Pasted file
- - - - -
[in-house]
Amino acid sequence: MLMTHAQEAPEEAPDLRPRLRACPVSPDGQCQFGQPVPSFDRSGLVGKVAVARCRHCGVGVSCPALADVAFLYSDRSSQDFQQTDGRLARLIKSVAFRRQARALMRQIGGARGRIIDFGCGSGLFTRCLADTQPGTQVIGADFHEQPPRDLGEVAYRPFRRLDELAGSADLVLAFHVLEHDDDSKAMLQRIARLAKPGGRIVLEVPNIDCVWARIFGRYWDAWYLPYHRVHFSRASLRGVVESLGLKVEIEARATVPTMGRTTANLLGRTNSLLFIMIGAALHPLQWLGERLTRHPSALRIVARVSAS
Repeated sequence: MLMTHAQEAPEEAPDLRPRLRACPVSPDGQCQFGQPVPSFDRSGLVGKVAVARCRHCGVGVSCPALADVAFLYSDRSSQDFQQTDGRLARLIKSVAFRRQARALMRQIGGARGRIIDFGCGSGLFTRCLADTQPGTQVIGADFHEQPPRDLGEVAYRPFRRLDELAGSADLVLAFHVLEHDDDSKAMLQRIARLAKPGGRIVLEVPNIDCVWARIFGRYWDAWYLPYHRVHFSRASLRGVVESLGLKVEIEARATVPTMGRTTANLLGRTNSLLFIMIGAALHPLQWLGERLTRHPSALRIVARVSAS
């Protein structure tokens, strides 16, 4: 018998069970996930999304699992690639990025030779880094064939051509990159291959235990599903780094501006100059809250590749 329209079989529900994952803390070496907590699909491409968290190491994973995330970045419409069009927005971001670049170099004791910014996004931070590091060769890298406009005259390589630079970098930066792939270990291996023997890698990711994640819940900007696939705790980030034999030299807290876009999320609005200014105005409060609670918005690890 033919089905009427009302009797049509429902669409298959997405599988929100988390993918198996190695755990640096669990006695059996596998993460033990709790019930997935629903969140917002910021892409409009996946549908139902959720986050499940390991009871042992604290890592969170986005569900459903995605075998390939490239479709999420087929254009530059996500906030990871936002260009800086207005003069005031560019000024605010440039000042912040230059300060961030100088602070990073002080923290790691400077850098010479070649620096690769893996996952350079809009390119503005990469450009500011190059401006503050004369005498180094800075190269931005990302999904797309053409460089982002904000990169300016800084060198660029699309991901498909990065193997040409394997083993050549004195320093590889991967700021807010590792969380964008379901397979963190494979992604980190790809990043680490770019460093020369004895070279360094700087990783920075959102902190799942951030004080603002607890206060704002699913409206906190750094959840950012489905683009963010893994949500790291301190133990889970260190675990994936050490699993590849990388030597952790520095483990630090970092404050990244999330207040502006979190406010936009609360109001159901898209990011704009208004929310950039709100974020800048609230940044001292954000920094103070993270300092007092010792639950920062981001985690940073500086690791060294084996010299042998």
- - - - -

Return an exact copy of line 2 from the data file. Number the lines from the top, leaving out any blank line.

Amino acid sequence: MLMTHAQEAPEEAPDLRPRLRACPVSPDGQCQFGQPVPSFDRSGLVGKVAVARCRHCGVGVSCPALADVAFLYSDRSSQDFQQTDGRLARLIKSVAFRRQARALMRQIGGARGRIIDFGCGSGLFTRCLADTQPGTQVIGADFHEQPPRDLGEVAYRPFRRLDELAGSADLVLAFHVLEHDDDSKAMLQRIARLAKPGGRIVLEVPNIDCVWARIFGRYWDAWYLPYHRVHFSRASLRGVVESLGLKVEIEARATVPTMGRTTANLLGRTNSLLFIMIGAALHPLQWLGERLTRHPSALRIVARVSAS